All - You have my sincere apologies if I implicated TurboTax/Intuit at all. I only mentioned to Jill the contact with their VP as he has been the most opena and transparent about testing issues that folks have mentioned. Unfortunately, I am in no place to work with the others. Perhaps someone else could do that though I did sent the post earlier today about the DOR release being only a partial solution to The Oregonian, KATU, KPAM, OPB, and the AP.

Does anyone here know the best method we can take to get independent counsel involved?

Also, does anyone have interest in meeting in front of the law library at Lewis & Clark (or another location, perhaps downtown) at 3 PM? I can bring a small sign and try to get some media coverage if we could ensure decent participation. We appear lucky in that it is fairly dry today. Perhaps the law library location and collegiate setting might put the right spin on this.

If you can/want to do this, please sign up to the Yahoo Group and post your intention to attend there. groups.yahoo.com/group/oregonkicker & e-mail posting via oregonkicker@yahoo.com

What do you guys think?
I originally wanted to donate the kicker, but changed my mind BEFORE e-filing the taxes. I changed the option to "NO" in Turbo Tax. My PDF (created at the date of my electronic filing) shows a "No" in the Turbotax workbook - however an "x" in form 40. When I went back to the Turbotax file (accepted in April), there was no visible preselection in the interview question regarding the kicker. By clicking on "No",
I was able to create a Form 40 and a workbook without a kicker donation.
Now, I don't know what to do:
When I send the "old" Form 40, I cannot proof that I did not want to donate the check. They will not accept the workbook which shows a "No" and my real intentions.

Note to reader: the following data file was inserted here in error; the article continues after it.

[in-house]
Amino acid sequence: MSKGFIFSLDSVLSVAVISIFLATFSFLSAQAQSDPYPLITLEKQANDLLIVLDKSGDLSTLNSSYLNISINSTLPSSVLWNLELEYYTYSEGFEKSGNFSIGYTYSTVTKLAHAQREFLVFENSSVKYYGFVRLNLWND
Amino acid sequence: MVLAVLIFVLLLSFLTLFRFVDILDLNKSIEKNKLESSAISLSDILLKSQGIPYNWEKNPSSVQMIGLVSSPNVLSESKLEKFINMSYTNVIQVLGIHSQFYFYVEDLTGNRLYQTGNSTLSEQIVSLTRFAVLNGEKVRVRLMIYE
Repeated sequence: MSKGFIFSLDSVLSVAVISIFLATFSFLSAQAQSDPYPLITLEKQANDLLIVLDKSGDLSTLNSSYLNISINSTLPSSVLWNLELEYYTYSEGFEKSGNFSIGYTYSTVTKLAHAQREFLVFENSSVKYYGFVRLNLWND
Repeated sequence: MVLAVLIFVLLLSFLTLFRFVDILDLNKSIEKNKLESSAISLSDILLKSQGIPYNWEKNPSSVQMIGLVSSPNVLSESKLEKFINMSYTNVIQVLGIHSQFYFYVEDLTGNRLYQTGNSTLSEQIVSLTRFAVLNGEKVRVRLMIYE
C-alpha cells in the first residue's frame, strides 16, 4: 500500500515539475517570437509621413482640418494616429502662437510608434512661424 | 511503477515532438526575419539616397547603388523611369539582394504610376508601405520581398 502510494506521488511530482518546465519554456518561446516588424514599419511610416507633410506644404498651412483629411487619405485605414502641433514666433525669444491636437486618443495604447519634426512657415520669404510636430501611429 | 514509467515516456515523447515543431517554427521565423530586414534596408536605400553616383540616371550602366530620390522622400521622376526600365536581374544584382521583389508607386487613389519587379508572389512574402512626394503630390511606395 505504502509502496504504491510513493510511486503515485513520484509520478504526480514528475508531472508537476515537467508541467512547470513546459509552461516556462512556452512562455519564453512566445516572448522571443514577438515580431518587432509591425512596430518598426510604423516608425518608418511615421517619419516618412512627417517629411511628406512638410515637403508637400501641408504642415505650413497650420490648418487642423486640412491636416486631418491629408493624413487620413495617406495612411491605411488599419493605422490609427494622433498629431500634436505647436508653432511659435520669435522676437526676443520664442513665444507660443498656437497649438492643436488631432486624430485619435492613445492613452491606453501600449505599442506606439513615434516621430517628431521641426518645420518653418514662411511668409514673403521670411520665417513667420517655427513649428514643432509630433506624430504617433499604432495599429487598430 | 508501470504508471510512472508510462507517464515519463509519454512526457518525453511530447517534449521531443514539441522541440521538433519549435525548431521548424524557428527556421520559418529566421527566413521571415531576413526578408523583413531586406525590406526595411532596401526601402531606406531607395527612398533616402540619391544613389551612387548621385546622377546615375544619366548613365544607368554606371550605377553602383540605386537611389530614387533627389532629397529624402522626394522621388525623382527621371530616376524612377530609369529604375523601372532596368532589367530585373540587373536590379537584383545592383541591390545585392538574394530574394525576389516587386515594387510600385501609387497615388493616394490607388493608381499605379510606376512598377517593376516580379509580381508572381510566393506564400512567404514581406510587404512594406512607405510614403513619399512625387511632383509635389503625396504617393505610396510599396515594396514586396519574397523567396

When I send my changed "new" pdf, I would probably get the money, but that does not seem OK. Especially since this is something everybody will do who simply changed his mind...
What would you do?

Tony - Bob Meighan will likely want to speak with you and have his team talk with you about testing. They may request a copy of your .TAX file, but they'll have to provide you a secure (non-email) transmission method (perhaps FTP).

Can you write me at oregonkicker@yahoogroups.com? I'll see your e-mail but it won't show up in the posting and I can get you in touch with Bob.
Alternatively, you can write to him directly.

BTW, is anyone else besides me and MMV meeting at the Lewis and Clark Law Library off Terwilliger in 30 minutes at 3 PM?

Jill, Tony and others:

MMV and I just met at Lewis and Clark.
Are you willing to contact me via the yahoo group (write to oregonkicker@yahoogroups.com), your post will show and as the moderator, I alone, will be able to see your e-mail? Anyone who has issues with their software (TaxCut, TurboTax, etc.) that they can replicate, is a candidate to really help us out and isolate the real source of the problem for the 3,000 of us affected.

Alternatively, if you let him know, I believe Jack can send you my direct e-mail.